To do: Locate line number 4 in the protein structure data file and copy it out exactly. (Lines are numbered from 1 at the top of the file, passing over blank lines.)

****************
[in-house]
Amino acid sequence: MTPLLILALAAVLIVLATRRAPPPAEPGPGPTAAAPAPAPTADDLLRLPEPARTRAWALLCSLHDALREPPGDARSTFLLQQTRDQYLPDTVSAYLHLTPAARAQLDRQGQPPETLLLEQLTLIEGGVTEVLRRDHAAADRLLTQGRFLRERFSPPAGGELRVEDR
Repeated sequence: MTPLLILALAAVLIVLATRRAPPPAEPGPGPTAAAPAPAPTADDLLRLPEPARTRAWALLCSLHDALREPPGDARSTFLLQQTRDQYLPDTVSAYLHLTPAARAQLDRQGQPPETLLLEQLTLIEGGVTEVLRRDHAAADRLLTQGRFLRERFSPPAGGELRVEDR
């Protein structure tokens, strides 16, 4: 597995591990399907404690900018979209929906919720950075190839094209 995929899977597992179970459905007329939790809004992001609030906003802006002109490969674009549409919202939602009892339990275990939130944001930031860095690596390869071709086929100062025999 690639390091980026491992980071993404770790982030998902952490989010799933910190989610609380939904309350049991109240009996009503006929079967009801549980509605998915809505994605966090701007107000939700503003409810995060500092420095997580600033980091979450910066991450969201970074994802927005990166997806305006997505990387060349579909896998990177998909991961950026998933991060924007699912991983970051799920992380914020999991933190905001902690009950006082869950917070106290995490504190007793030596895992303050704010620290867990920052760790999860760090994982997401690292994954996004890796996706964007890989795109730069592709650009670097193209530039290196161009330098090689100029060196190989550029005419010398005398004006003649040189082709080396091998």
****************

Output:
């Protein structure tokens, strides 16, 4: 597995591990399907404690900018979209929906919720950075190839094209 995929899977597992179970459905007329939790809004992001609030906003802006002109490969674009549409919202939602009892339990275990939130944001930031860095690596390869071709086929100062025999 690639390091980026491992980071993404770790982030998902952490989010799933910190989610609380939904309350049991109240009996009503006929079967009801549980509605998915809505994605966090701007107000939700503003409810995060500092420095997580600033980091979450910066991450969201970074994802927005990166997806305006997505990387060349579909896998990177998909991961950026998933991060924007699912991983970051799920992380914020999991933190905001902690009950006082869950917070106290995490504190007793030596895992303050704010620290867990920052760790999860760090994982997401690292994954996004890796996706964007890989795109730069592709650009670097193209530039290196161009330098090689100029060196190989550029005419010398005398004006003649040189082709080396091998």